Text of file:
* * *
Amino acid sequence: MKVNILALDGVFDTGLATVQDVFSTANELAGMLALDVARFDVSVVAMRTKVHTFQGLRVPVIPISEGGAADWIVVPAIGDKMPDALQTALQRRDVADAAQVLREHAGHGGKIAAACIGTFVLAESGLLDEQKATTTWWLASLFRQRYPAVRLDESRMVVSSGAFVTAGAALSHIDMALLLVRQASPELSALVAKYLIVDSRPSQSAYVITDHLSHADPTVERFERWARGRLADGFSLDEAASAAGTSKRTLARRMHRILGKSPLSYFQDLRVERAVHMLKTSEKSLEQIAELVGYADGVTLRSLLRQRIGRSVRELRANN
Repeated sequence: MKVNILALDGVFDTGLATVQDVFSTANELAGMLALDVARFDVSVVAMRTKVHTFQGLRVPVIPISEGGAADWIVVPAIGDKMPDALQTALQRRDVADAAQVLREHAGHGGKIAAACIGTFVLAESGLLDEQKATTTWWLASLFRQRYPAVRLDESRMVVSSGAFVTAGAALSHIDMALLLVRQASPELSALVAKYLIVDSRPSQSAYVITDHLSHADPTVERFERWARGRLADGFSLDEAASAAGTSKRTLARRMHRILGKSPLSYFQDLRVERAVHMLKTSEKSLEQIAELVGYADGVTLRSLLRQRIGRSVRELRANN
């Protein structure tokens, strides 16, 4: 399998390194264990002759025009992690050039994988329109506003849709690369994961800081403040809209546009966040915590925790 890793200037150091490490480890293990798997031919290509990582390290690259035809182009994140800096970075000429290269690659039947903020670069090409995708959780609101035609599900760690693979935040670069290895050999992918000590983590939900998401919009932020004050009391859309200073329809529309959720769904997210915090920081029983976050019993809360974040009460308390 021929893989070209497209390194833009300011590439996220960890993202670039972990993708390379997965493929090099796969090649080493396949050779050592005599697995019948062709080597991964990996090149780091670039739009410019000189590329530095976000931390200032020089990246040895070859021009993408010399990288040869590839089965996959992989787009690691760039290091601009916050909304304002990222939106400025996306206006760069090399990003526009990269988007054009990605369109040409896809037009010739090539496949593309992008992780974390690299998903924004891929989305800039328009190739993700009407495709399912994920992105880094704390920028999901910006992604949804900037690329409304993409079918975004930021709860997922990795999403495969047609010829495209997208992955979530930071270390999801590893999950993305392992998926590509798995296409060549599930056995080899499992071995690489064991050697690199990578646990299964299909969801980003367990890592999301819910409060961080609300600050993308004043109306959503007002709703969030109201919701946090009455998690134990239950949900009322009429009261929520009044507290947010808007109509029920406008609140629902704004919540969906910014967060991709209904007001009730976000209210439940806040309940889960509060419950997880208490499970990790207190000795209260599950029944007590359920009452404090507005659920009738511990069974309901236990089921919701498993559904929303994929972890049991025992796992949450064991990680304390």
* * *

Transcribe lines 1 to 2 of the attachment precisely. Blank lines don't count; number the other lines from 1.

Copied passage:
Amino acid sequence: MKVNILALDGVFDTGLATVQDVFSTANELAGMLALDVARFDVSVVAMRTKVHTFQGLRVPVIPISEGGAADWIVVPAIGDKMPDALQTALQRRDVADAAQVLREHAGHGGKIAAACIGTFVLAESGLLDEQKATTTWWLASLFRQRYPAVRLDESRMVVSSGAFVTAGAALSHIDMALLLVRQASPELSALVAKYLIVDSRPSQSAYVITDHLSHADPTVERFERWARGRLADGFSLDEAASAAGTSKRTLARRMHRILGKSPLSYFQDLRVERAVHMLKTSEKSLEQIAELVGYADGVTLRSLLRQRIGRSVRELRANN
Repeated sequence: MKVNILALDGVFDTGLATVQDVFSTANELAGMLALDVARFDVSVVAMRTKVHTFQGLRVPVIPISEGGAADWIVVPAIGDKMPDALQTALQRRDVADAAQVLREHAGHGGKIAAACIGTFVLAESGLLDEQKATTTWWLASLFRQRYPAVRLDESRMVVSSGAFVTAGAALSHIDMALLLVRQASPELSALVAKYLIVDSRPSQSAYVITDHLSHADPTVERFERWARGRLADGFSLDEAASAAGTSKRTLARRMHRILGKSPLSYFQDLRVERAVHMLKTSEKSLEQIAELVGYADGVTLRSLLRQRIGRSVRELRANN